Home / reproductive freedom / Sure, he doesn’t believe in the right to privacy, but he’s solid on the other issues!

Sure, he doesn’t believe in the right to privacy, but he’s solid on the other issues!


Or – An inquiry into the potential limits of “But the other guy is worse!” as a progressive political theory.

And John Bel  Edwards’ victory over David “Depends on Me” Vitter is as good a place as any to start.

In Louisiana’s gubernatorial contest you had a rancid Republican who has a larger than normal negative impact on the environment because disposable diapers last FOREVER.

On the other you had a Democrat whose views on the right to privacy and access to health care have devolved in less than a decade. In 2006:

Edwards indicated support for the following principles regarding abortion

  • Abortion is the freedom of choice, between the appropriate parties and their higher power.

In 2014, Edwards voted Yes on a number of bills supported by the fetus protection racket, including HB1274 (amended section underlined):

When interpreting this Part, any ambiguity shall be interpreted to preserve human life, including the life of an unborn child if the qualified patient is pregnant and an obstetrician who examines the woman determines that the probable postfertilization age of the unborn child is twenty or more weeks and the pregnant woman’s life can reasonably be maintained in such a way as to permit the continuing development and live birth of the unborn child, and such determination is communicated to the relevant classes of family members and persons designated in R.S. 40:1299.58.5.
Here’s the statute prior to the amendment, if your day is not complete without a little state law.

(And if the wording of the law rings a bell for non-Louisianans, it may be they’re thinking of case of  Marlise Munoz, the Texas woman a hospital kept on life support against her family’s wishes, because she was pregnant.)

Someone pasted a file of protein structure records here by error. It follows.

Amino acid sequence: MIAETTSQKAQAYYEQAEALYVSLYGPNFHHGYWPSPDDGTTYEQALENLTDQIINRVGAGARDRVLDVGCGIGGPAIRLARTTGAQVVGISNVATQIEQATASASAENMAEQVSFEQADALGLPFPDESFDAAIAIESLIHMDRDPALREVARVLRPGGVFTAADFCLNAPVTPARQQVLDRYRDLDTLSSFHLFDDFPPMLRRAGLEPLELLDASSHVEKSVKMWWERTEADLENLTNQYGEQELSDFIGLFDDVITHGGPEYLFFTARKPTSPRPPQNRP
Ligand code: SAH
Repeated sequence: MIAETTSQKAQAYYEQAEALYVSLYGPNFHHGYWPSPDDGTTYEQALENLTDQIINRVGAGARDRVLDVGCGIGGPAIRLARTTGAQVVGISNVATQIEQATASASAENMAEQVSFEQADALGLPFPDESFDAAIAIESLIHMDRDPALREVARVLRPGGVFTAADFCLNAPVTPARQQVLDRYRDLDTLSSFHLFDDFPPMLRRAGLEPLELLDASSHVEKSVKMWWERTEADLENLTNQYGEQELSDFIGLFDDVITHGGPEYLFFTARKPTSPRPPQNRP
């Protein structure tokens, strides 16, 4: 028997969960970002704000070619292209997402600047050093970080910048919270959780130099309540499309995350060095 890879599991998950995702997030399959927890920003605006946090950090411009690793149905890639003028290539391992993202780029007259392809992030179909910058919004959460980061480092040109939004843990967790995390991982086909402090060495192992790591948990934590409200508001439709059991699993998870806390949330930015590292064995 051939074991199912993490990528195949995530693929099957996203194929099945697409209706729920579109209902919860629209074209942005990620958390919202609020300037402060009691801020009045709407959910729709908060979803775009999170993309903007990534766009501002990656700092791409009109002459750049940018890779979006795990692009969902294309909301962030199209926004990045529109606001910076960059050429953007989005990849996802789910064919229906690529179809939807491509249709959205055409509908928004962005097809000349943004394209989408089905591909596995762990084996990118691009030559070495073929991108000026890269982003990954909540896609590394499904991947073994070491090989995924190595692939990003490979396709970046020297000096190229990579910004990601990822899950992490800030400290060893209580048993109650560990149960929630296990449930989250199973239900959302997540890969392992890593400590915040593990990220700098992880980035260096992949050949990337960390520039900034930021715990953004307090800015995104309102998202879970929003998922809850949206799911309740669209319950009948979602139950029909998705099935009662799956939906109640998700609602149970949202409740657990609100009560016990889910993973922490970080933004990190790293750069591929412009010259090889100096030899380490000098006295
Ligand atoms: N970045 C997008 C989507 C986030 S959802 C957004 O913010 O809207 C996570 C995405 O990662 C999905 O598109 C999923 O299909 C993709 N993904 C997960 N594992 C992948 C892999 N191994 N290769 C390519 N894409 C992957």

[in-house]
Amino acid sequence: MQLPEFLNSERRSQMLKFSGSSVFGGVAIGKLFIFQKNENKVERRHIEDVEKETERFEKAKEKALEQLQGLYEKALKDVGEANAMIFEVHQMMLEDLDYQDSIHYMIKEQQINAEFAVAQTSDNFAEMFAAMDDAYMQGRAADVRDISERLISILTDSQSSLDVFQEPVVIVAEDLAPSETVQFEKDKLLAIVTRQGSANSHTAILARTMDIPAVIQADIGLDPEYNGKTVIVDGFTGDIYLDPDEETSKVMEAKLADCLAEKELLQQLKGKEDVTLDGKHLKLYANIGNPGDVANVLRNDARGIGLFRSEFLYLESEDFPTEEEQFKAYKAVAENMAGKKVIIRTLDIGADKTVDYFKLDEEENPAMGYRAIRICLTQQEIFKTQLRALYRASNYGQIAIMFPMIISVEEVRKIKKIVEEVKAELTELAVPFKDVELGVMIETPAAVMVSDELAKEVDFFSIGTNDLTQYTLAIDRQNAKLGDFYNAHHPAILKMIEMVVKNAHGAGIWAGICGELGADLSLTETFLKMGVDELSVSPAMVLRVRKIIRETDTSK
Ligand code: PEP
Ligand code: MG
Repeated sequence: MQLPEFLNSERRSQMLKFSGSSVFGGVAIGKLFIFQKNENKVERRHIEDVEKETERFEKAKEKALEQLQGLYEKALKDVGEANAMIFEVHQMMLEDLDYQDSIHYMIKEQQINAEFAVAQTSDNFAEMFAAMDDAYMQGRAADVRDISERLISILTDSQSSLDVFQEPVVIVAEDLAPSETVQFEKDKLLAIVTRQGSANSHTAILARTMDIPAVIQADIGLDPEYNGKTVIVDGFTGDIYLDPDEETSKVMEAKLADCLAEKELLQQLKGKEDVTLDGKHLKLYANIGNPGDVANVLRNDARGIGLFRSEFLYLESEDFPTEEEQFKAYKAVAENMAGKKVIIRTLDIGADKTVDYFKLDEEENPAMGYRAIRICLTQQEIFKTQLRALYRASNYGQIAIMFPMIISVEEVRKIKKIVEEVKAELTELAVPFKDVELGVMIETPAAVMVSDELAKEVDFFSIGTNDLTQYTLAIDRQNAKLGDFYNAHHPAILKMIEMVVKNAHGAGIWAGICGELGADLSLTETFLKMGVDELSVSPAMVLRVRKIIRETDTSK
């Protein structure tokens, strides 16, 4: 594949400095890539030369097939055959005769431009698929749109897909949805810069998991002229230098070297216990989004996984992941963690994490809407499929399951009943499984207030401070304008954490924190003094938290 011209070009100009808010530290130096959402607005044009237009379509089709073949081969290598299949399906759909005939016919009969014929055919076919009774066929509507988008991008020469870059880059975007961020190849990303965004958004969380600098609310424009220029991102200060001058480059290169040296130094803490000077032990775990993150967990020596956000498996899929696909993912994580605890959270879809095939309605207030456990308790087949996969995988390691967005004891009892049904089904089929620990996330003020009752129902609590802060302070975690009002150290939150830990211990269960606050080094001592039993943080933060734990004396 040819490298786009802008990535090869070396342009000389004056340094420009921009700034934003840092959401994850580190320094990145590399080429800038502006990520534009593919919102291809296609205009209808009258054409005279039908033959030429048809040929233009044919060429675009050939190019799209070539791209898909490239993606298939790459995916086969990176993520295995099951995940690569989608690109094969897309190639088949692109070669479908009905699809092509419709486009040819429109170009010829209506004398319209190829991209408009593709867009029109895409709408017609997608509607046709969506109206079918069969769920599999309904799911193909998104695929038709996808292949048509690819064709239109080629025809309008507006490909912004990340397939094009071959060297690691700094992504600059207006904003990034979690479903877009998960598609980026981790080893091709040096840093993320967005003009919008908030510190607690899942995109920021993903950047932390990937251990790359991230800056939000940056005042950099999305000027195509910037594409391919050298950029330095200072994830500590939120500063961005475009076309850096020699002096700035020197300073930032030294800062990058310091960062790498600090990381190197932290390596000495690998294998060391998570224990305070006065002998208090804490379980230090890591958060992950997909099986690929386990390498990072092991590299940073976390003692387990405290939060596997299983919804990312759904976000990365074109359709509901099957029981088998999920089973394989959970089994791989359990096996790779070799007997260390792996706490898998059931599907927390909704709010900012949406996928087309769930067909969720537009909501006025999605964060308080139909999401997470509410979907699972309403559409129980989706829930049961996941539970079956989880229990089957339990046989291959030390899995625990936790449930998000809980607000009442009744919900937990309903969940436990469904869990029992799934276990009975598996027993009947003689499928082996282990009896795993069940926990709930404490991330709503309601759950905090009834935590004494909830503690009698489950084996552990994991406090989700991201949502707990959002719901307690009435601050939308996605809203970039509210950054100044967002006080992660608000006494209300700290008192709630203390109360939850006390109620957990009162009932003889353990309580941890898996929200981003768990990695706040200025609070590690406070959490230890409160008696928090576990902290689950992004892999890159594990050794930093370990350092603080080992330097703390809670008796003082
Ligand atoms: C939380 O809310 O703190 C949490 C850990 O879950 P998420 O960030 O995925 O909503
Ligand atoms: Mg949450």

In short, when Edwards talks about his anti-choice chops, he is not idly boasting. It’s hard to imagine an anti-privacy bill that he wouldn’t sign. Yet because he ran against someone who is far worse, some people are hastening to point out that being anti-privacy, anti-health care, and – in the case of keeping women on life support so they can incubate a fetus – anti-human dignity, isn’t that big a deal.

And apparently, it will remain not that big a deal. For the foreseeable future, the “Less of a walking nightmare than the Republican Candidate” bar will be easily cleared by anyone who isn’t a convicted mother stabbing father rapist, or Dagon. (And I’m not so certain about Dagon.) If one says that being anti-privacy is an acceptable stance for a Democratic candidate, what is unacceptable?

I’m thinking now of Sen. Joe Manchin, v. 3.0 (D-Mountaintop Removal). He was greeted with cries of relief by Democratic voters, and is now greeted with loud gagging noises, and rightfully so. What a Grecian-Formula’d knob the man is. However, the Just say no to deal breaker/purity politics theory dictates that if he receives the nomination Democratic voters should line up behind Joe because … he’s not for total repeal of Obamacare? Maybe? [Fingers crossed!]

But if he gets re-elected on the basis of not being as bad as the Republican candidate (who will of course be worse, even if they have to lure Cheney to the state with a trail of newborn babies’ hearts), where is his incentive to stop fighting to allow coal companies to remove the mountains from the mountain state?

Exactly. The same place as Edwards’ incentive not to further erode the privacy rights and access to health care of half the state’s population. (And to rein in fracking, apparently.)

Where’s the progress in that?


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